Carbonated beverages, like soda, are especially popular in America, especially among children, teens and young adults. With the wide availability of soda in America, being served at nearly every restaurant and easily accessible in check-out aisles at the store, it isn’t hard to imagine why soda accounts for over 25 percemt of all beverages consumed in the United States.
High consumption of soda has health risks for any individual. (Read my article, “The risks of soda and some healthy alternatives.”) There is a special concern, however, when it comes to athletes consuming soda and other carbonated beverages. Athletes have many heightened physical demands, and due to this, it may be riskier for athletes to consume soda and carbonated beverages than it is for an average person who leads a sedentary lifestyle.
Soda and carbonated beverages contain extremely large amounts of sugar, usually in the form of high fructose corn syrup. The amount of sugar in a 12-ounce can of Coca-Cola is enough to equal 10 cubes of sugar. This excessive sugar can lead to a sudden burst of energy and a subsequent crash due to the body being unable to regulate insulin levels at a gradual rate following the sugar rush. This kind of crash can be especially bad for athletes who are required to perform over an extended period of time, such as long-distance runners.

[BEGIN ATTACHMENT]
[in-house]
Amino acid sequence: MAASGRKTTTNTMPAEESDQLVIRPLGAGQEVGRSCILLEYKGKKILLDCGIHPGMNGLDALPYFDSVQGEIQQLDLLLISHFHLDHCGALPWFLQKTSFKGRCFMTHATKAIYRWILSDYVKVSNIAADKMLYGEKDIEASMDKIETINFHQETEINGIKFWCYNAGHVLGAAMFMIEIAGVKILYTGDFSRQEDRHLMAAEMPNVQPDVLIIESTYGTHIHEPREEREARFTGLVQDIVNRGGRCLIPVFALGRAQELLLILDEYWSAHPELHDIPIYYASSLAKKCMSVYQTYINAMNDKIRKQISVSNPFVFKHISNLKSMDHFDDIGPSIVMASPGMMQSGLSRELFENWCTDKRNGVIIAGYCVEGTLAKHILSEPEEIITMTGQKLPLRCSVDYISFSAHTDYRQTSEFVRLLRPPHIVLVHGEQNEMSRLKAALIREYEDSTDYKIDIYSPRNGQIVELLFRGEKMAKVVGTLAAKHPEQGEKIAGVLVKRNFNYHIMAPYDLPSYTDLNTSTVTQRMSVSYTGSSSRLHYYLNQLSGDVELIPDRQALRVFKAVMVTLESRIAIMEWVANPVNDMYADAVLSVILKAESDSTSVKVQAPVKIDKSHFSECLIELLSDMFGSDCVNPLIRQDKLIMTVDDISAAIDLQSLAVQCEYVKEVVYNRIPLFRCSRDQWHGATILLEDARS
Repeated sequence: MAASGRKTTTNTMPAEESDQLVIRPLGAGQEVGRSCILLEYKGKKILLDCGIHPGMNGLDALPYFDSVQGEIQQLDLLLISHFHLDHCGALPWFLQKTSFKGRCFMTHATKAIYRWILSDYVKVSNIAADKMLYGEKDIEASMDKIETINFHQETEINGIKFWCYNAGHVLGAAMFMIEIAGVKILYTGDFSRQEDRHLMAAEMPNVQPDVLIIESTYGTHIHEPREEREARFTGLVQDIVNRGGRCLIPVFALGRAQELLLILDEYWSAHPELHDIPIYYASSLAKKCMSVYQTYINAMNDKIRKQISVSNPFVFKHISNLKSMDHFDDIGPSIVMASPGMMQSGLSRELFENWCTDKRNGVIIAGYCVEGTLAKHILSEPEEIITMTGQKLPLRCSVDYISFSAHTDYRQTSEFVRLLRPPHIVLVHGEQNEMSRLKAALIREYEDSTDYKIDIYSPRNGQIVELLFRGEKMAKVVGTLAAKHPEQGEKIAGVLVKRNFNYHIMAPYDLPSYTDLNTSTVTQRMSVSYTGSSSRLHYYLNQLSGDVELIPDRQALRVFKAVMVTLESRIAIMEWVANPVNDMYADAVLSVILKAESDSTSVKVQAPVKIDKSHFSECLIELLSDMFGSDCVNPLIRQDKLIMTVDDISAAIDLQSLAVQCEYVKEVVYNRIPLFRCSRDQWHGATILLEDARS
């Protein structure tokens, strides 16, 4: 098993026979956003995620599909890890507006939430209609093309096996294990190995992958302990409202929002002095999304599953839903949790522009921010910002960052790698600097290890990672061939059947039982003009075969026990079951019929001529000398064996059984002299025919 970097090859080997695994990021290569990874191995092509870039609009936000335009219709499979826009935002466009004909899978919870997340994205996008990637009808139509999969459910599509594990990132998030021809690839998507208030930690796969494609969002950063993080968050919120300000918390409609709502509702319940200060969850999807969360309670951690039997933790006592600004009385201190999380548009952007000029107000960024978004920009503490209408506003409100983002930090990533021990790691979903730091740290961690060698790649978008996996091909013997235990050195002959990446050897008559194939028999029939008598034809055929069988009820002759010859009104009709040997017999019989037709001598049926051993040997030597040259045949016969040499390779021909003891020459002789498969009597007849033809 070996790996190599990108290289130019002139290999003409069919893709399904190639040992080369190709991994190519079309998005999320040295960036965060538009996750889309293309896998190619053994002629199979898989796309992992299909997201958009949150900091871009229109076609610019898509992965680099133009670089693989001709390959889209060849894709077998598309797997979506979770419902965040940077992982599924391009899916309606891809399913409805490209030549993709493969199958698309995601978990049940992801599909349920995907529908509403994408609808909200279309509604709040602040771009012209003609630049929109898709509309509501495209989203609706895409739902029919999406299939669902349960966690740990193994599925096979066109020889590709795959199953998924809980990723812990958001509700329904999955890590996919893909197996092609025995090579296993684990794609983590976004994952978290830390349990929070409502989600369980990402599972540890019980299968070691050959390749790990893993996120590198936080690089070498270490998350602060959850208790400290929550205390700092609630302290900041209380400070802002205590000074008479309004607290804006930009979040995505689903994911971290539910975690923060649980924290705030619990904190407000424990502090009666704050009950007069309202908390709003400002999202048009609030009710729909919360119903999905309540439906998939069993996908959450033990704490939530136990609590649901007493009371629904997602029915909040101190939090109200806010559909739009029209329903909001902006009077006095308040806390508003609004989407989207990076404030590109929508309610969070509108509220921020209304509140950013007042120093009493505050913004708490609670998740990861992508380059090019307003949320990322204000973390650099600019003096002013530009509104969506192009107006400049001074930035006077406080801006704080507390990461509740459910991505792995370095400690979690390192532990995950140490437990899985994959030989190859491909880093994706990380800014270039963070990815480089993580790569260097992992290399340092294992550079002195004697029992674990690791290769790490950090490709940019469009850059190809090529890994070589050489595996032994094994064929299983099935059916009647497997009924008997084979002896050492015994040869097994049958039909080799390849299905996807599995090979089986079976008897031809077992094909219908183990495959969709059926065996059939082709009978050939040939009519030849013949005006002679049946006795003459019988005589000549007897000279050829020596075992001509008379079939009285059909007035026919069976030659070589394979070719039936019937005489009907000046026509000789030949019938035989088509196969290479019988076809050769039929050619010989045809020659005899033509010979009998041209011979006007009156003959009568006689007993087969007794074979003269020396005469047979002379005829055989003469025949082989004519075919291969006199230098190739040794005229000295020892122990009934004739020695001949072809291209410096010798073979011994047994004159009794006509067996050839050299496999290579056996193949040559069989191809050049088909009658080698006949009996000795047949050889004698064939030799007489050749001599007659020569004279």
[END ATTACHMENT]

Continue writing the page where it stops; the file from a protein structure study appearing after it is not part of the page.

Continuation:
It may be surprising to some, but a study published in the American Journal of Clinical Nutrition in September of 2001 suggested that the consumption of carbonated beverages lead individuals to have an increased risk of bone fractures. This risk is believed to be higher in females than in males. Because athletes already are at an increased risk of sustaining a bone injury, it is best to avoid anything, including soda, that can increase that risk even further.
Caffeine isn’t a good idea for athletes, especially on the day of a big event or game. Caffeine can lead to shakiness, increased heart rate, heart palpitations, dizziness and tremors. Caffeine is also a diuretic, leading to the excretion of fluids. The diuretic effect of caffeine can lead to excessive fluid loss and dehydration; something that can be catastrophic for athletes. Dehydration can lead to dizziness, fatigue, electrolyte imbalance, fainting spells, and even death in severe circumstances. Athletes should always ensure that they are properly hydrated before engaging in physical activities.
*Samantha Van Vleet is a biology student and former high school athlete.